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In a powerful speech, Camilla also stressed that women must be encouraged to speak up about crimes committed against them without feeling shame.
She said Britain has been “appalled” by a series of brutal killings of women like Sarah, who was abducted, raped and strangled by policeman Wayne Couzens.
She added: “Each one of these women endured unimaginable torment – and their loved ones who are left behind continue to suffer in the wake of their deaths.”
As well as Sarah, 33, Camilla listed more victims of horrifying murders this year.
They included Sabina Nessa, 28, who was found beaten to death in a south-east London park, and Bennylyn Burke, 25, who was stabbed and beaten in Dundee. Her two-year-old daughter, Jellica, was suffocated.
Camilla said that their names “with all the others, must never be forgotten”.
She was speaking at a launch reception for the Shameless! Festival – an event aimed at changing attitudes towards sexual violence.
Other guests at the reception included Carrie Johnson. The Prime Minister’s wife is understood to have been personally invited by Camilla and was seen practising her curtsy ahead of the royal’s arrival.
The Duchess urged the audience to join her “in paying tribute to all these precious lives that have been brutally ended” and doing “everything we can to bring about the end of violence against women”.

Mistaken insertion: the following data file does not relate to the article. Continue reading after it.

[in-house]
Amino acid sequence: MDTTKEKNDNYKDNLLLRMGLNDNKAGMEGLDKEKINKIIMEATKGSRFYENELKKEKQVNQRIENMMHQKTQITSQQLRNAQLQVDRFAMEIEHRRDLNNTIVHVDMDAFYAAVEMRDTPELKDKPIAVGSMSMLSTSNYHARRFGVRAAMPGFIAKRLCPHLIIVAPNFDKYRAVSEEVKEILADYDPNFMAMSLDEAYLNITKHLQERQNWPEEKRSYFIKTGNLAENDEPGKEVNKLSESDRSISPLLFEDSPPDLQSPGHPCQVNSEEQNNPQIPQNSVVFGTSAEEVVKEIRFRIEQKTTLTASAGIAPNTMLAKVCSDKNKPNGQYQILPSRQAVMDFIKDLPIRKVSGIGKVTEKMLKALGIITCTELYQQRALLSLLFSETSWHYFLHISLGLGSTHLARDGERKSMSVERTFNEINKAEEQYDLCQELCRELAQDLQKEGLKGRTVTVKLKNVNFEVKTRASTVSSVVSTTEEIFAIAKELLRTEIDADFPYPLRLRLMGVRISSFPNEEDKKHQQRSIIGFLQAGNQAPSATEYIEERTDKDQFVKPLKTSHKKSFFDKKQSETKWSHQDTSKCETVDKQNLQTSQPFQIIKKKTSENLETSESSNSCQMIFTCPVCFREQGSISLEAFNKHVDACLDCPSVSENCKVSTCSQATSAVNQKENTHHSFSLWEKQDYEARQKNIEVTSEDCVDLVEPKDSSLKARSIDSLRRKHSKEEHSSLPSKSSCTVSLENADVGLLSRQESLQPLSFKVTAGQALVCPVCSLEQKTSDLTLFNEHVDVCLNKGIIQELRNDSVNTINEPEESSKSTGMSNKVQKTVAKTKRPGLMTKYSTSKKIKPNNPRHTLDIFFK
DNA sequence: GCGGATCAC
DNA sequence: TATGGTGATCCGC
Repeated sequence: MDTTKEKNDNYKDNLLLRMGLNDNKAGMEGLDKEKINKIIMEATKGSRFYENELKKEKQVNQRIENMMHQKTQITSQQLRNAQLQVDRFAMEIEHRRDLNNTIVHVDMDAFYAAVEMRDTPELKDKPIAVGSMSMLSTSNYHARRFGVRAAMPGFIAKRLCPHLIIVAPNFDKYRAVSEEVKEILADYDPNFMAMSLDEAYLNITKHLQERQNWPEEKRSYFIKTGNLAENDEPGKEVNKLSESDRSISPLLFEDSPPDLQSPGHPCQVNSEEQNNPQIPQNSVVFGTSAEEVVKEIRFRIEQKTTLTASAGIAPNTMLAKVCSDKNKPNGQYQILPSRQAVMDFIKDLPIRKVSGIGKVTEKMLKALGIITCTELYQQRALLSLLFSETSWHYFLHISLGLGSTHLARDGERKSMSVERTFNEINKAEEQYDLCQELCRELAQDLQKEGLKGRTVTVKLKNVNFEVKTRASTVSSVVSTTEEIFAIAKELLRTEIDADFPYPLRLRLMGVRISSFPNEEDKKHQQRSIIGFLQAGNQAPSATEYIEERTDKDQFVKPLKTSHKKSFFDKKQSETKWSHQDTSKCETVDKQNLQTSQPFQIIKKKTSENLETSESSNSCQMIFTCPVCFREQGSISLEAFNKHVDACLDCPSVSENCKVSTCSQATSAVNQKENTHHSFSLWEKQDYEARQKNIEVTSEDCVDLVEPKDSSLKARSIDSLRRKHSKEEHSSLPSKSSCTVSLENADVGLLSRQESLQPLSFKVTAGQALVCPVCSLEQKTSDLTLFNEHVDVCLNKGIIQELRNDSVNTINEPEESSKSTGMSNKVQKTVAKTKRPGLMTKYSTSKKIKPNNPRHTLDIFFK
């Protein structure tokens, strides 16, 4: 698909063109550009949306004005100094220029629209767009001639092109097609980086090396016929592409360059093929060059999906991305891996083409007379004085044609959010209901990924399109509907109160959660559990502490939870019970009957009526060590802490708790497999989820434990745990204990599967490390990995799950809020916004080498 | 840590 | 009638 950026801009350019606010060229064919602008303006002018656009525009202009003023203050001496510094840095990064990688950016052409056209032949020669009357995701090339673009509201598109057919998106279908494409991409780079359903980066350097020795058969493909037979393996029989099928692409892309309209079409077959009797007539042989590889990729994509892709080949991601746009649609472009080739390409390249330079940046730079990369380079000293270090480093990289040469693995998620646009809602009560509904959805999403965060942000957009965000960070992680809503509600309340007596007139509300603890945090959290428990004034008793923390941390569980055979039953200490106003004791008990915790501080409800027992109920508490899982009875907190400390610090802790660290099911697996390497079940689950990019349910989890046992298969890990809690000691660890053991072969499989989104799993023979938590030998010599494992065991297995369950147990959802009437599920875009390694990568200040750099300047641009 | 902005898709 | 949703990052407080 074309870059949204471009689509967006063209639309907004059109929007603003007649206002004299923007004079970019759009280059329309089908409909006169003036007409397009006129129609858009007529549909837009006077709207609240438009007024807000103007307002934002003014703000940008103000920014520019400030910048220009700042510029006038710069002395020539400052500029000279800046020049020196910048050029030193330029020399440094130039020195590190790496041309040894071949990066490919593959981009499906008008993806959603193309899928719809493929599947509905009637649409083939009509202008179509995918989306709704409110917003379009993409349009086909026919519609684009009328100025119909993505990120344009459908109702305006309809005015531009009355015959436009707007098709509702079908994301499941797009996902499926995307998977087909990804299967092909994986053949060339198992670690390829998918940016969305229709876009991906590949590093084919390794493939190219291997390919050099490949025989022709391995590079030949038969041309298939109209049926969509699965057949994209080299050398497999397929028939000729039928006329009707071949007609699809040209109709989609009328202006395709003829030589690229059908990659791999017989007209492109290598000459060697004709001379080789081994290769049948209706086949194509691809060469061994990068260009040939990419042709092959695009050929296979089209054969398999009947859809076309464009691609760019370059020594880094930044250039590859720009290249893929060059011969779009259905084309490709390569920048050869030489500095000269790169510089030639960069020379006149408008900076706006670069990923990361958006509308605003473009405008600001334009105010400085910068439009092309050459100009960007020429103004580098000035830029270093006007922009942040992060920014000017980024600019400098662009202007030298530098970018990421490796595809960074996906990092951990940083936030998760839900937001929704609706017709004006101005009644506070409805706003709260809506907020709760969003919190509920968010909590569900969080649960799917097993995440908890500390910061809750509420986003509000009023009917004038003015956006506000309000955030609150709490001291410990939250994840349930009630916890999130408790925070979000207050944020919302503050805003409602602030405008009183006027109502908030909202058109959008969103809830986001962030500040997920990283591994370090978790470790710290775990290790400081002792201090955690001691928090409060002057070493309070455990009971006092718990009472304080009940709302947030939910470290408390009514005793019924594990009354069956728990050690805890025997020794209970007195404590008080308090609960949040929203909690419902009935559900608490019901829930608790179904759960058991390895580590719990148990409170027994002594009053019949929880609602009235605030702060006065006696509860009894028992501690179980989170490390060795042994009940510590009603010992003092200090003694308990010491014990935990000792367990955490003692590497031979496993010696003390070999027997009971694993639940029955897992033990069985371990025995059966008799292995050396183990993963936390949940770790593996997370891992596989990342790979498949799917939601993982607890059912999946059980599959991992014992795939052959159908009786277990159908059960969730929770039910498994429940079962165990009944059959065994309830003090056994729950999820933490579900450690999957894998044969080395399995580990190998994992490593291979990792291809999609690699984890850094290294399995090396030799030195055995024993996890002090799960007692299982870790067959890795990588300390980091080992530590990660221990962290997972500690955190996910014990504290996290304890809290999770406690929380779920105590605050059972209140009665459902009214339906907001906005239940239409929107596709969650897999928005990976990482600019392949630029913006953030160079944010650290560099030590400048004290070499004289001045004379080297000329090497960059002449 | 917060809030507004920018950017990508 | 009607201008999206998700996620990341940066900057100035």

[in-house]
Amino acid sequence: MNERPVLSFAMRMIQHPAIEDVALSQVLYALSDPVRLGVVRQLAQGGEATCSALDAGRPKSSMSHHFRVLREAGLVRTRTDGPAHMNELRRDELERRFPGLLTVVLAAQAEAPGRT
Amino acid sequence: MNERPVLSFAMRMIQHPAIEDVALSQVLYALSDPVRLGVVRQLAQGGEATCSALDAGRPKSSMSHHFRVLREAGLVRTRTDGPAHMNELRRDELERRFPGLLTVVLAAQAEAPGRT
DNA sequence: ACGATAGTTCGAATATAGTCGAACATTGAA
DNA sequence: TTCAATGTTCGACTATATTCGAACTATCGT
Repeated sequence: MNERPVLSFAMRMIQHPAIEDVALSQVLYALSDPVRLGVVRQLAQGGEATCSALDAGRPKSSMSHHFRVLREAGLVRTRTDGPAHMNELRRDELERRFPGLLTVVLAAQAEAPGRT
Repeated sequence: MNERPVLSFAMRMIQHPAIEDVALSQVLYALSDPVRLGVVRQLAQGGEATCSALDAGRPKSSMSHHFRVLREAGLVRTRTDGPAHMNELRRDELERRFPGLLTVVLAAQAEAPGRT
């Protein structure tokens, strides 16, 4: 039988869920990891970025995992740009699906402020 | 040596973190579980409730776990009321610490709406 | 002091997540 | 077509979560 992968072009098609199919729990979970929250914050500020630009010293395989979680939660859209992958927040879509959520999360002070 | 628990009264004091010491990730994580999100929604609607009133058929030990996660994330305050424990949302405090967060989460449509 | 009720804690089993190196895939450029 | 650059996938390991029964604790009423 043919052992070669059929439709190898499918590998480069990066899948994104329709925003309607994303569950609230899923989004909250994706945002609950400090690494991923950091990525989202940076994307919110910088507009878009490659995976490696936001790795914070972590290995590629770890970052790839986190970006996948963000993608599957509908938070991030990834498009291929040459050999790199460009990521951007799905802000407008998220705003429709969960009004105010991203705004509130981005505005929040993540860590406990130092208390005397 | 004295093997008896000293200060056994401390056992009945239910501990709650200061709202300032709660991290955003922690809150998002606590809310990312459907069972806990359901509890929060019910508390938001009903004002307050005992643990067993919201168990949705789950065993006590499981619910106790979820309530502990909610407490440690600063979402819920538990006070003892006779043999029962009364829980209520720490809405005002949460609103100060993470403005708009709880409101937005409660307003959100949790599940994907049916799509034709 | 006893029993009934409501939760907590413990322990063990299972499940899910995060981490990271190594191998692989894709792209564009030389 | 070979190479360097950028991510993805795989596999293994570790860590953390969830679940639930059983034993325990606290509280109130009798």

She cited a national survey that found 86 percent of young women have been sexually harassed in a public place – but 96 per cent of those did not report it.
She said: “It is, as almost all women know, a deeply disturbing experience to be sexually harassed. Yet somehow a culture of silence has grown up, in which women conceal their experiences of such offences.”
The Duchess went on: “Shame is one of the most powerful emotions felt after a sexual violation.
“The victim feels invaded and dirty; weakened by having been put in a position of helplessness… Often, this sense of shame causes the victim to blame herself and mistakenly take responsibility.”
On average, one women is killed by a man every three days. The Duchess acknowledged the challenges of ending the violence are “immense”.
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But she said there is hope they can be overcome, by encouraging victims to be “shameless” and speak up about their ordeals – and by getting men to join the fight.
She said: “We do not, in any way, hold all men responsible for sexual violence.
“But we do need them all on board to tackle it.
“After all, rapists are not born, they are constructed.
“And it takes an entire community – male and female – to dismantle the lies, words and actions that foster a culture in which sexual assault is seen as normal and… shames the victim.”
The Duchess also quoted parts of the impact statement by Sarah’s mother, heard in court before Couzens, 48, was jailed for life.
Susan Everard said: “In her last hours [Sarah] was faced with brutality and terror, alone with someone intent on doing her harm.
“The thought of it is unbearable. I am haunted by the horror of it.”
The Shameless! Festival is at Battersea Arts Centre, south west London, on November 27.
The Daily Express has launched a crusade called End This Injustice, which is calling for greater protection for abuse victims.
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